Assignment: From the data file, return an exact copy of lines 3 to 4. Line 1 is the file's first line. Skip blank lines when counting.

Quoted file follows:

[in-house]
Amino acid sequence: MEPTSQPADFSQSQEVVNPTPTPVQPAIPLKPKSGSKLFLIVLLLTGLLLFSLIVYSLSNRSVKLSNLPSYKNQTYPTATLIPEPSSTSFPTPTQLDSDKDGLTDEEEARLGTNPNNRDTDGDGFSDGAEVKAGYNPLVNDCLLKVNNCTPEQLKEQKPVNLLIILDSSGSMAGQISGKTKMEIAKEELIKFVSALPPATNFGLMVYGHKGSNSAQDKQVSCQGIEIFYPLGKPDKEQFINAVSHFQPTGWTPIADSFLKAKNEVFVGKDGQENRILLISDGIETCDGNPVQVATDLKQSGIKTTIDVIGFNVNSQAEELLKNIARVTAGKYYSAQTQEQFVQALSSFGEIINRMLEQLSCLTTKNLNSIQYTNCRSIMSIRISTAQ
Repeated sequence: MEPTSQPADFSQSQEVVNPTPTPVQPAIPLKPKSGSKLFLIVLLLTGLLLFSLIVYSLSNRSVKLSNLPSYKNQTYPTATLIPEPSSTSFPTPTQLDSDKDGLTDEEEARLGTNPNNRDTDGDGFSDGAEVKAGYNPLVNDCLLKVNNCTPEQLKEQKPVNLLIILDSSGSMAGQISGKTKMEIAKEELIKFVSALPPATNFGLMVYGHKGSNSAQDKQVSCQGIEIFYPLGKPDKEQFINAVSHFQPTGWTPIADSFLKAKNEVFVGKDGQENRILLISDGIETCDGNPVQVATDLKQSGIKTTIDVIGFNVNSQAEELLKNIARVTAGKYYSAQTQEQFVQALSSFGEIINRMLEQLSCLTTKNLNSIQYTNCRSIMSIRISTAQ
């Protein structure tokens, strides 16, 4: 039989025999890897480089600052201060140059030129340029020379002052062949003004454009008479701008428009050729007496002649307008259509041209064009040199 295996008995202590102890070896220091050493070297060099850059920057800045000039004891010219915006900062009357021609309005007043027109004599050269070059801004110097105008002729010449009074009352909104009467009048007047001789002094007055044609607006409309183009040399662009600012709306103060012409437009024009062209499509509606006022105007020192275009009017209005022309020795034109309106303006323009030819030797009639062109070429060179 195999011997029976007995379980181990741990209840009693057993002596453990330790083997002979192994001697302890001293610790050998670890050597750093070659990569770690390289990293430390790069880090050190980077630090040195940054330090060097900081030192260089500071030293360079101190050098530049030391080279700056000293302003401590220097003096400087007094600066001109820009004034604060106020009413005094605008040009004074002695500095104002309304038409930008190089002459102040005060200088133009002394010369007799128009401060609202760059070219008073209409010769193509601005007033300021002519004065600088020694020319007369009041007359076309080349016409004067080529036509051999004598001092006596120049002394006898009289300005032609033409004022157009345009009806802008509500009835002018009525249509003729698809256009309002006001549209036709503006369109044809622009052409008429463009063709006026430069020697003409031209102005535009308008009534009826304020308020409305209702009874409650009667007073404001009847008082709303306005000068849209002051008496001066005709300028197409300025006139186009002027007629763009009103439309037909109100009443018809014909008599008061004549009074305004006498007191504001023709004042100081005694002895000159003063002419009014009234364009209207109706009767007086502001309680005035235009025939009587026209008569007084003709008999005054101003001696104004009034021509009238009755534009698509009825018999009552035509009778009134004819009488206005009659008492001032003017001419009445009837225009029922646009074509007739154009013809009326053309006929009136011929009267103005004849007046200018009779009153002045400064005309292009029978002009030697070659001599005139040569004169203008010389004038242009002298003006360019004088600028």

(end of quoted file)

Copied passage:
Repeated sequence: MEPTSQPADFSQSQEVVNPTPTPVQPAIPLKPKSGSKLFLIVLLLTGLLLFSLIVYSLSNRSVKLSNLPSYKNQTYPTATLIPEPSSTSFPTPTQLDSDKDGLTDEEEARLGTNPNNRDTDGDGFSDGAEVKAGYNPLVNDCLLKVNNCTPEQLKEQKPVNLLIILDSSGSMAGQISGKTKMEIAKEELIKFVSALPPATNFGLMVYGHKGSNSAQDKQVSCQGIEIFYPLGKPDKEQFINAVSHFQPTGWTPIADSFLKAKNEVFVGKDGQENRILLISDGIETCDGNPVQVATDLKQSGIKTTIDVIGFNVNSQAEELLKNIARVTAGKYYSAQTQEQFVQALSSFGEIINRMLEQLSCLTTKNLNSIQYTNCRSIMSIRISTAQ
């Protein structure tokens, strides 16, 4: 039989025999890897480089600052201060140059030129340029020379002052062949003004454009008479701008428009050729007496002649307008259509041209064009040199 295996008995202590102890070896220091050493070297060099850059920057800045000039004891010219915006900062009357021609309005007043027109004599050269070059801004110097105008002729010449009074009352909104009467009048007047001789002094007055044609607006409309183009040399662009600012709306103060012409437009024009062209499509509606006022105007020192275009009017209005022309020795034109309106303006323009030819030797009639062109070429060179 195999011997029976007995379980181990741990209840009693057993002596453990330790083997002979192994001697302890001293610790050998670890050597750093070659990569770690390289990293430390790069880090050190980077630090040195940054330090060097900081030192260089500071030293360079101190050098530049030391080279700056000293302003401590220097003096400087007094600066001109820009004034604060106020009413005094605008040009004074002695500095104002309304038409930008190089002459102040005060200088133009002394010369007799128009401060609202760059070219008073209409010769193509601005007033300021002519004065600088020694020319007369009041007359076309080349016409004067080529036509051999004598001092006596120049002394006898009289300005032609033409004022157009345009009806802008509500009835002018009525249509003729698809256009309002006001549209036709503006369109044809622009052409008429463009063709006026430069020697003409031209102005535009308008009534009826304020308020409305209702009874409650009667007073404001009847008082709303306005000068849209002051008496001066005709300028197409300025006139186009002027007629763009009103439309037909109100009443018809014909008599008061004549009074305004006498007191504001023709004042100081005694002895000159003063002419009014009234364009209207109706009767007086502001309680005035235009025939009587026209008569007084003709008999005054101003001696104004009034021509009238009755534009698509009825018999009552035509009778009134004819009488206005009659008492001032003017001419009445009837225009029922646009074509007739154009013809009326053309006929009136011929009267103005004849007046200018009779009153002045400064005309292009029978002009030697070659001599005139040569004169203008010389004038242009002298003006360019004088600028």